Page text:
Once upon a time I was reading a newspaper story about middle-aged women into Wicca, casting spells, and running about the woods naked in the moonlight. I laughed but my wife was more sympathetic: "They obviously didn't get to go to summer camp."
I thought of that as I read about W.B. Yeats, George Russell, and other mostly Protestant members of the Celtic Revival trying to contact the Irish god Lug and goddess Brigit via ecstatic trances. If they had been Catholics they wouldn't have needed to go to all that trouble; they would have had a host of saints, angels, and the Virgin Mary to consort with, not to mention pilgrimages, beads, scapulars, medals, and holy wells.
But therein lies the problem for the scholar of Irish mythology: the Church absorbed and transmuted the mythology for her own purposes. Thus the pantheon of Irish gods and goddesses, most of them local and tied to geography, never had a chance to solidify into well-delineated forms as, say, the Greek and Nordic pantheons did. "They are," Mark Williams writes in his book, Ireland's Immortals, "simultaneously a pantheon and a people," that is, fairies but also gods.
There is "an enigmatic and patchy archaeological record," of references to the "Túath Dé," "the semi-divine ‘god-people,'" but for writings about them we only have the Church's witness and she was not interested in mythology per se but in either demonology and/or theological speculation, on the one hand, and literature, on the other.
The first half of this book describes how Irish gods and goddesses were seen via written records up until the end of the Middle Ages; the second half covers the modern era when the language changed from Latin and Irish to English, and notable writers such as Yeats and Russell came to the fore.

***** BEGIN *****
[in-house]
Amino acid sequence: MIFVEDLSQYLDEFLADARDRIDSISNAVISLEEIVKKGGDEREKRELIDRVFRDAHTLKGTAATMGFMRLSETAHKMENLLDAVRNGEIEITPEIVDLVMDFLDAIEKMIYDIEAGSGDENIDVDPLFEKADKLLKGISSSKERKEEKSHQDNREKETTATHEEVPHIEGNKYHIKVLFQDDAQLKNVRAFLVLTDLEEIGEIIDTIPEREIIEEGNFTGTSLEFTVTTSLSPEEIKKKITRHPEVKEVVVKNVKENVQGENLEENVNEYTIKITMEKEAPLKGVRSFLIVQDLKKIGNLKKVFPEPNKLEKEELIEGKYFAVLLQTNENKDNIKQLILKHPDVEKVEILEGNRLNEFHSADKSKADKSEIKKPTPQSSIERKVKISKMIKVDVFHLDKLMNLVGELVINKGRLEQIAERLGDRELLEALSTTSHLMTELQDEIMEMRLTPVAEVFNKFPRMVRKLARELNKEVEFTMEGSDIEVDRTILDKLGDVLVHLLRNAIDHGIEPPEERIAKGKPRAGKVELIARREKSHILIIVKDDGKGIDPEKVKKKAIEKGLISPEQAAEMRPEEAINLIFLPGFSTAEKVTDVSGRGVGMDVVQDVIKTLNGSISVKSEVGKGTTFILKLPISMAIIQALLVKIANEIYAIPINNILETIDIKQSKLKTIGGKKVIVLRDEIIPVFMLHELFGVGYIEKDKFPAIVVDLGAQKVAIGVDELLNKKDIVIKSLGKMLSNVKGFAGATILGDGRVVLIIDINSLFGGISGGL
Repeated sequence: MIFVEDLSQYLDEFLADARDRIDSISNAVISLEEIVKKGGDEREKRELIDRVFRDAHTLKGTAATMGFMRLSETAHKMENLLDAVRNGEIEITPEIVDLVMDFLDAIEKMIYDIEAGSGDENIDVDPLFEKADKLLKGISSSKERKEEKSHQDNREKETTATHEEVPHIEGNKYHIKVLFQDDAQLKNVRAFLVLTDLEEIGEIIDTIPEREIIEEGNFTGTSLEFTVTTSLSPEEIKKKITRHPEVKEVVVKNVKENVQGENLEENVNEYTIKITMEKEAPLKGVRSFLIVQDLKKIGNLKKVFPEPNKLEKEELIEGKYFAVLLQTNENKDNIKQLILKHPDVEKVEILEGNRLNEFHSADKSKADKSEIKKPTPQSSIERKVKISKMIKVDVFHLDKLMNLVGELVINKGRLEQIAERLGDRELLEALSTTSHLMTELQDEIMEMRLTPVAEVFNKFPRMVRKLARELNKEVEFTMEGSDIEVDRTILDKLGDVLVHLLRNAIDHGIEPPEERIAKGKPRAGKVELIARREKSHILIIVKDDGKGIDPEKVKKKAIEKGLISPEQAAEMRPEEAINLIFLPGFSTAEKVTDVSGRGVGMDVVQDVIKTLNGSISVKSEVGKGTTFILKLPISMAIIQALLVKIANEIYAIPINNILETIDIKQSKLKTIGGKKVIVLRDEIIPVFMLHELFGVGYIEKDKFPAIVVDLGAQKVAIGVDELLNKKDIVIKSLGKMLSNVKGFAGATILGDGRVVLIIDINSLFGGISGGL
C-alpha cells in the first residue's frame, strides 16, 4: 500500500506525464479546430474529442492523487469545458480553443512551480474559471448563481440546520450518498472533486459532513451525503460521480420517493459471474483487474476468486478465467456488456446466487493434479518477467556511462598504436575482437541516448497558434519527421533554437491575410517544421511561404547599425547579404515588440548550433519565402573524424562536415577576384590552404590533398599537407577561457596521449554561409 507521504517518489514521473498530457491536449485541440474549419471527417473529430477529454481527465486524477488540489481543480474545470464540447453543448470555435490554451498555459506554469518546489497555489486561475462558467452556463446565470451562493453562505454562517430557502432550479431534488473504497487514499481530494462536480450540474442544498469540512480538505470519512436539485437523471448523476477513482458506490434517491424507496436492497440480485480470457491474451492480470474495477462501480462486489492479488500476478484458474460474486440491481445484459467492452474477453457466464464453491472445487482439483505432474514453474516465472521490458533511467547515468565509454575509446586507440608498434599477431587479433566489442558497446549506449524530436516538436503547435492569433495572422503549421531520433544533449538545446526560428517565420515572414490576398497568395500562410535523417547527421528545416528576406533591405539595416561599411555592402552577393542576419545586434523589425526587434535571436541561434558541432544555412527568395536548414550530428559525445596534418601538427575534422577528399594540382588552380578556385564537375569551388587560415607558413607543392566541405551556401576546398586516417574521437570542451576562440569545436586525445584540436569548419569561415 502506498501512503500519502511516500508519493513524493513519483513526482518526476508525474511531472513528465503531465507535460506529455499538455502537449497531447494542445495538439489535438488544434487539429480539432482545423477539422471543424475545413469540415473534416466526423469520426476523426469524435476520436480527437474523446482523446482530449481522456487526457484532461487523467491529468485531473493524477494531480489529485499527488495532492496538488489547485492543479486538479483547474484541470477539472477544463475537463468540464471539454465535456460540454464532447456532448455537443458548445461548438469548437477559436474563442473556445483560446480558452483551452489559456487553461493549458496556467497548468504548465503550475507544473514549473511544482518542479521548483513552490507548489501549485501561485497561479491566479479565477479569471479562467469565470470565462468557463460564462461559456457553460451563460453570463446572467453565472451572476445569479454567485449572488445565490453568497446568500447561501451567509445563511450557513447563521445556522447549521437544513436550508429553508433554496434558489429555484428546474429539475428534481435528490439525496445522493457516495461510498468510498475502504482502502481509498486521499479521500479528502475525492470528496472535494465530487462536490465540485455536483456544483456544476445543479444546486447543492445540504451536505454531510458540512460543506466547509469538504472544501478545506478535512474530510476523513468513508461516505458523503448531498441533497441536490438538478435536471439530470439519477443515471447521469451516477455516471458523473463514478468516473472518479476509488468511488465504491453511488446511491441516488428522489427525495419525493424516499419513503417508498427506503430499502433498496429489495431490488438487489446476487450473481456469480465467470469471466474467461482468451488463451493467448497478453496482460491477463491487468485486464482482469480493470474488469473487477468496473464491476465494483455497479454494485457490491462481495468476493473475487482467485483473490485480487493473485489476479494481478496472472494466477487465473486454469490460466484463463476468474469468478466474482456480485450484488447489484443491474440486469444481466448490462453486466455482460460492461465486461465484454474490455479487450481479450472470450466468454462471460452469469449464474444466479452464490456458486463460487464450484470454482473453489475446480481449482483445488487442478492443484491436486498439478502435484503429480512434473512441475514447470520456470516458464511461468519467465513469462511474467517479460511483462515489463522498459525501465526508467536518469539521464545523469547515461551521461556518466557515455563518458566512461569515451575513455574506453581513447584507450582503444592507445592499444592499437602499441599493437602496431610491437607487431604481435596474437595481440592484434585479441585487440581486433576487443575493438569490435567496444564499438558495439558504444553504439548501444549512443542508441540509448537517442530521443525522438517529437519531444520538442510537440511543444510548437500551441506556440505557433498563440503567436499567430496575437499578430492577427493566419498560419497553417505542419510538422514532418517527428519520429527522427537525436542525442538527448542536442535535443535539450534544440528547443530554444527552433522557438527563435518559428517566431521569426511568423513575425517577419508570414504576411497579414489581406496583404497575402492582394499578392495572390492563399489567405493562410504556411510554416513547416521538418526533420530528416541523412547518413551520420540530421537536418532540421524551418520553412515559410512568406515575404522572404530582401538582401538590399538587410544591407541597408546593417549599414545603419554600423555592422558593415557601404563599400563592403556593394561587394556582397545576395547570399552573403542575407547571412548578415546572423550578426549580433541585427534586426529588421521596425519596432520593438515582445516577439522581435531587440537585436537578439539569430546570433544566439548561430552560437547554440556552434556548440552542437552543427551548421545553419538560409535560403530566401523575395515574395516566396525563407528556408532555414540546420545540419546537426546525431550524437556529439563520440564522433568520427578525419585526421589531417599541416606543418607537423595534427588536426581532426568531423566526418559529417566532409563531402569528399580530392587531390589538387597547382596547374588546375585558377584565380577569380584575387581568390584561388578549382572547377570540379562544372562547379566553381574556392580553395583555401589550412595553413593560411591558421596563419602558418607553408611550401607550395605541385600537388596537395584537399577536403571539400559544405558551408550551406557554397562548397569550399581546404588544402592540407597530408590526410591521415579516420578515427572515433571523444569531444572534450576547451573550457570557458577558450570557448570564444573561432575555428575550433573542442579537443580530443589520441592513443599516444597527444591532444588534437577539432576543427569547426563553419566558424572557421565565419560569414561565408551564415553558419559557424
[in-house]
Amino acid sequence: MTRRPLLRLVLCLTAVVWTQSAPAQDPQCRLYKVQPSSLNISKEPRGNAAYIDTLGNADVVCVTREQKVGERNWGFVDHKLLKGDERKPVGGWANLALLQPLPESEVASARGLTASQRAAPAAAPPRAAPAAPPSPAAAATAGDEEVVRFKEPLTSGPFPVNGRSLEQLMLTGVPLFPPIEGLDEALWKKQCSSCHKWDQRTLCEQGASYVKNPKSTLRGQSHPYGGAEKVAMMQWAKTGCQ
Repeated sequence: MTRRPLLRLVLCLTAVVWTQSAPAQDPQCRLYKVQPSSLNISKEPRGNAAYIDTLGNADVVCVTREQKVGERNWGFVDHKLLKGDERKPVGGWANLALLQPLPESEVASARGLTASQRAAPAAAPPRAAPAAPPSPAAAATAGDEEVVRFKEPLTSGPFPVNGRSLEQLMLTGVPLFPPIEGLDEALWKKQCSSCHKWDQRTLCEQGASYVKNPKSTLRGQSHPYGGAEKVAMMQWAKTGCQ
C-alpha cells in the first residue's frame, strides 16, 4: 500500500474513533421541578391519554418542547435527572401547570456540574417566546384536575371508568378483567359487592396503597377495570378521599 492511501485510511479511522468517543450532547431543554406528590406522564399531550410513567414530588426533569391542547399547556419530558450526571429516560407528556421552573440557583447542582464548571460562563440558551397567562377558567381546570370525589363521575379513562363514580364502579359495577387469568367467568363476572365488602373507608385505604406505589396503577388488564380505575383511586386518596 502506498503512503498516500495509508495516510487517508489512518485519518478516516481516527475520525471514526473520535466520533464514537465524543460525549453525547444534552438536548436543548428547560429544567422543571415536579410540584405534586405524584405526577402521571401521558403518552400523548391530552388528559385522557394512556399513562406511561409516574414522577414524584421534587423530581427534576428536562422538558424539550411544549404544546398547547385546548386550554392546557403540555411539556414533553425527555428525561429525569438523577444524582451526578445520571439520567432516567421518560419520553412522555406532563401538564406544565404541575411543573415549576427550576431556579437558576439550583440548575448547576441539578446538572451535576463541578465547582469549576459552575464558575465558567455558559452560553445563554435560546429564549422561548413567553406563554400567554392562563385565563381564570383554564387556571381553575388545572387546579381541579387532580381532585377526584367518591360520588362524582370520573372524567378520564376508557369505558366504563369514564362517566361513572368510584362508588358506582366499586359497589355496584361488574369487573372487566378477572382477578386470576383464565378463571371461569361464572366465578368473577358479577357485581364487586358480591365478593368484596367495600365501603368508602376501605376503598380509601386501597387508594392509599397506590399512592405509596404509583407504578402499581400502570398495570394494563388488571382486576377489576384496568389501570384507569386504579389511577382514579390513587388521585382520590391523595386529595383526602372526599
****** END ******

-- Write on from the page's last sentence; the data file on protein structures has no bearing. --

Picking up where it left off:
The first half reads a bit slow but is enlivened by what Williams calls the "ferocious weirdness" of Irish mythology and his own eye for wit and irreverence, such as when he quotes a "law-tract" from the early eighth century which "lumps" druids with "satirists and inferior poets and farters and clowns and bandits and pagans and whores and other bad people." The upshot of the first part is that "the more we know about early Irish learned culture, the less we can say with confidence about ancient Irish paganism." It has all been filtered through the sieve of the Church.
Which is, perhaps, why it was Irish Protestants who tried to revive the ancient ways. The Protestant like Yeats and Russell were trying to find the richness of lore, the rootedness in the land, they sensed they were missing, whereas Catholics, such as Austin Clarke, who contributed to the Celtic Revival, were revolting against the rather Jansenist forms Irish Catholicism has been known to take.
This second part is more interesting to the general reader because we know better the clerks trying to sing the gods and fairies of Ireland into being. Williams thinks most of this work, immensely popular at the time, was a failure overall, a "classical pastiche," though he singles out as successes, James Stephens' novel The Crock of Gold, some of Austin Clarke's work, Liam O'Flaherty's The Ecstasy of Angus, Alan Garner's The Weirdstone of Bisingamen and Pat O'Shea's The House of the Morrigan, the latter two being books for children featuring the Irish goddess known as the Morrigan, a lady with whom you don't want to tangle.
Williams also discusses the work of J.R.R. Tolkien who "affected distaste" for "‘Celtic' craziness," which for him was all "bright colour but no sense." His elves, with their conditional immortality and beauty, their longing for a lost homeland, their skill in learning and the arts, however, are clearly drawn from Irish mythology:
Like the Túatha Dé, the elves are poignantly poised on the cusp of fading from the world altogether, either about to depart for a realm of existence . . . never again accessible to mortals, or to diminish into invisibility. It is ironic that the elves were clearly Tolkien's favourite creation, present in his thinking . . . from his early twenties until his death; he spent many thousands of hours elaborating and revising their histories in a way that would have seemed familiar to the likes of Flann Mainistrech or Gilla Cóemáin, back in the eleventh century.
So, if you are a scholar or an admirer of Irish mythology, or just one of those "nutters, regressives and the unbalanced" that the feminist mythologist Angela Carter said were attracted to "faery," this book will feed your hunger. No need to go to adult summer camps.